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Bill to Grant Public Service Workers The Right to Collectively Bargain Passes Virginia House Appropriations Committee


From “Stronger Communities. A Better Bargain”, a coalition comprising a number of labor groups.

Bill to Grant Public Service Workers The Right to Collectively Bargain Passes Virginia House Appropriations Committee

RICHMOND, Va. – After clearing the House Labor and Commerce Committee yesterdayHB 582, Delegate Elizabeth Guzman’s bill to give public sector workers the right to collectively bargain, today passed the House Appropriations Committee.

Together with North Carolina and South Carolina, Virginia is one of only three states to ban public sector collective bargaining,” said Delegate Guzman. “We have been far behind the curve of history. All workers should have the right to form a union and bargain collectively. Furthermore, if we give our public service workers a voice, they will advocate for the students, patients, and communities they serve.”

Tammie Wondong-Ware of Prince William County, who works as a Human Services Assistant in the Adult and Aging Division in Fairfax County, told the Committee, “I work with older adults. People who are aging have a lot of anxiety and frankly, people like me who work with them do, too. If there’s someone you love who is getting older, you know that person needs time to get ready and time to walk down the steps to go to a doctor’s appointment. Rushing them makes their anxiety worse. Yet that is exactly what I have to do because I’m so busy getting to the next person. To keep up, I skip meals or eat in my car and work really long days, making me anxious and stressed out, too. Nobody is getting what they need. I’m here today to call on this committee to do better by people getting older and children with disabilities and all Virginians. When public service employees have the freedom to collectively bargain, we can negotiate for the right tools and resources to serve the people of our communities better. We can negotiate better staffing so we can give people the time they need and be able to work with the abilities they have.”

Bob Wood, who taught high school social studies in Fairfax County for over 26 years, told the Committee, “One of the biggest problems I’ve encountered consistently over the course of my teaching career is the disconnect between administrators and teachers. Teachers know what happens minute by minute in the classroom. We know what the problems are, and we know what is needed to more effectively address those problems. But because there is little communication between teachers and administrators, we are addressing challenges connected to class size, discipline, and academic achievement on the fly. If we collaborated on the front end, we can establish comprehensive solutions to better serve our students. Teachers’ working conditions are our students’ learning conditions. If you give us a seat at the table, we will be a voice for our students and make the system work better for all of us.”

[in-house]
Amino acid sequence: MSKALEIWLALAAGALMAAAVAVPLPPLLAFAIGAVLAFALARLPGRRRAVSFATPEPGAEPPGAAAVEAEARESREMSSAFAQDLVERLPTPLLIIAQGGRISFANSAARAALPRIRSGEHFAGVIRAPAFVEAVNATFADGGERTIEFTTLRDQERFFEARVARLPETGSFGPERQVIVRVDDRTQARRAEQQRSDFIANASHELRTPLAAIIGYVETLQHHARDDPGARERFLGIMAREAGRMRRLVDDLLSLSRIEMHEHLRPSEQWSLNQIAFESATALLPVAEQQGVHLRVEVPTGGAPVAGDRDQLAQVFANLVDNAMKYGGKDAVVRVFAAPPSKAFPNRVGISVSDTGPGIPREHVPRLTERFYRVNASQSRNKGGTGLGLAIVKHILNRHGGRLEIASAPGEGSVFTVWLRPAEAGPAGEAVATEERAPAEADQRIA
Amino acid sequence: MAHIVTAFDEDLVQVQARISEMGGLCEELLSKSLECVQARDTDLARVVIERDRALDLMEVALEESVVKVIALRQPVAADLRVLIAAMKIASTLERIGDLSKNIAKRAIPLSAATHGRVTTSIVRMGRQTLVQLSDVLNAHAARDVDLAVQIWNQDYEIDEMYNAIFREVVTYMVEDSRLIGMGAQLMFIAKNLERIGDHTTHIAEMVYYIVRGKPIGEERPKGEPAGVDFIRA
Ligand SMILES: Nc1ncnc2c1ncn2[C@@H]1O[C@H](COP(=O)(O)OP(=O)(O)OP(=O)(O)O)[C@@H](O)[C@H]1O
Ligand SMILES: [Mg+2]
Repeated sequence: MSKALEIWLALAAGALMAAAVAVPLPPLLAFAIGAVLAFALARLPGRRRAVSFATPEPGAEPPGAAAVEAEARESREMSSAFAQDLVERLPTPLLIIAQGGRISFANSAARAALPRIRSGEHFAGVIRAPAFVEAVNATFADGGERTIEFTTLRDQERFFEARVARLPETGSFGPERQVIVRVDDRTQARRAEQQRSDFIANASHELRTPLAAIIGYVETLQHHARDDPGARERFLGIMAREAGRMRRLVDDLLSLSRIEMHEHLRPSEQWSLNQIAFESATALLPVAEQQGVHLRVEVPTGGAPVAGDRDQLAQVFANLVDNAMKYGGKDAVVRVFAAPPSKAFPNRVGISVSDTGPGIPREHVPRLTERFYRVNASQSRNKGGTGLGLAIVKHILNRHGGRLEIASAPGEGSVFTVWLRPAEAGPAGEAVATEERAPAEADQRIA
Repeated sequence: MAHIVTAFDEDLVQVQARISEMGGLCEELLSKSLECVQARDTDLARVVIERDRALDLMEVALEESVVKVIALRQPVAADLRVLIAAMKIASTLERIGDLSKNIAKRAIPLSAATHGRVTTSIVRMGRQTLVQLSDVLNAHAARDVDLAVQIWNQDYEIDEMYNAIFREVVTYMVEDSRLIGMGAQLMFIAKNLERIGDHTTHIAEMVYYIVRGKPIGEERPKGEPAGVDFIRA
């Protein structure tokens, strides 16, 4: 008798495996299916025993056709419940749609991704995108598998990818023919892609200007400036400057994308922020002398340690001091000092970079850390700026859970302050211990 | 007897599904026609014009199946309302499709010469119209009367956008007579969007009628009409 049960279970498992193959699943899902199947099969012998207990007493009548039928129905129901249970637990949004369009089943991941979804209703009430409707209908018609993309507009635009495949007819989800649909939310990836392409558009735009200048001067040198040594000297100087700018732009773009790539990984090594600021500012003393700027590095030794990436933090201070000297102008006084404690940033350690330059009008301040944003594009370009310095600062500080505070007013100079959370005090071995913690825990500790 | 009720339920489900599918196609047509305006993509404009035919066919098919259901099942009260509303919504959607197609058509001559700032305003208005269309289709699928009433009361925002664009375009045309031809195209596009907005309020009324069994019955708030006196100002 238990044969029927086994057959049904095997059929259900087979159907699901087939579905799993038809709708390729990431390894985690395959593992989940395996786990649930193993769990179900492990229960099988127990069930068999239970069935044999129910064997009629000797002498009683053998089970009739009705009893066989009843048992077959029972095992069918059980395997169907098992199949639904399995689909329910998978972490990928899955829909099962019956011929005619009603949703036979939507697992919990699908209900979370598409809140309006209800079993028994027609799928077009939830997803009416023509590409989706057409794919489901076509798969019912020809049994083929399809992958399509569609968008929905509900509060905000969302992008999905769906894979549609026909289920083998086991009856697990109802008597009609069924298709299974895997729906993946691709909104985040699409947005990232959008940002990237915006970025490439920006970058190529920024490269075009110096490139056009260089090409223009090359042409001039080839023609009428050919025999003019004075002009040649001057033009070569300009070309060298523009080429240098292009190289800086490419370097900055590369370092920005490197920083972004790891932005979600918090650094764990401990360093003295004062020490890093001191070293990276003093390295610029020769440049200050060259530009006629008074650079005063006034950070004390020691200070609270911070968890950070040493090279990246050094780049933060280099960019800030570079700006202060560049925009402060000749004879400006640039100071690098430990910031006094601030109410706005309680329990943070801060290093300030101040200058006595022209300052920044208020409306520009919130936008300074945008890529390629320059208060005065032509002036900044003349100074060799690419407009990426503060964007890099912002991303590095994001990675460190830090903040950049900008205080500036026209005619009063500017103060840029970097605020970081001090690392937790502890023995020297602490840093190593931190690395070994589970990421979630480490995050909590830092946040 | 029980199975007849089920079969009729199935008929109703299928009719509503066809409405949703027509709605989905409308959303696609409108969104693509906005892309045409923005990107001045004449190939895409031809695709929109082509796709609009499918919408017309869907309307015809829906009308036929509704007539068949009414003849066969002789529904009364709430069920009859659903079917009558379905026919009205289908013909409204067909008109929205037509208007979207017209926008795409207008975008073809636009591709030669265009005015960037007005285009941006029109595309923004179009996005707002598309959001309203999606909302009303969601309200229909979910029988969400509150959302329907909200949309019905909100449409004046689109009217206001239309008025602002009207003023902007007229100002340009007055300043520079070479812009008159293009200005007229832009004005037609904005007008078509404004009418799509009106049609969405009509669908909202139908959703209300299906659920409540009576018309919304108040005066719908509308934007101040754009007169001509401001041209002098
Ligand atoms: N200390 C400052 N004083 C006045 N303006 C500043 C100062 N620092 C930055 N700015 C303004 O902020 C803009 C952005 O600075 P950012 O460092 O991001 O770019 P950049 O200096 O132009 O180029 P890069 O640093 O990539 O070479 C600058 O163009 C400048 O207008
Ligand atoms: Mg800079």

“I personally have taught over 165 students, where I didn’t have enough seats in my classroom for every student to have a desk,” said Kelly Walker of Virginia Beach, a high school government teacher with 28 years of experience. “As you can imagine, that causes a lot of stress as we move forward to try to ensure that every student has a healthy and positive learning environment. A better working environment for teachers translates to a better learning environment for our students. It is time teachers have a seat at the table so that we can fight for our students.”

Corrections Officer Bridget Squire of Emporia told the Committee how the freedom to collectively bargain would improve conditions for both workers and offenders.

“Our working conditions and severely low staffing levels are dangerous not only to staff, but also to offenders and our communities,” Squire said. “We are losing people every day over issues related to pay, safety, and lack of training. We would see long-term savings if we improve retention among our corrections officers. When workers have a seat at the table, many of the problems that confront us and contribute to our inability to retain qualified employees can be solved.”


Authorized by “Stronger Communities. A Better Bargain”, a coalition comprising Virginia AFL-CIO; The American Federation of State, County and Municipal Employees (AFSCME); The American Federation of Teachers (AFT); The Communications Workers of America (CWA); Service Employees International Union (SEIU); Virginia Education Association (VEA); The Virginia Professional Fire Fighters (VPFF) and The United Food and Commercial Workers (UFCW) Local 400.


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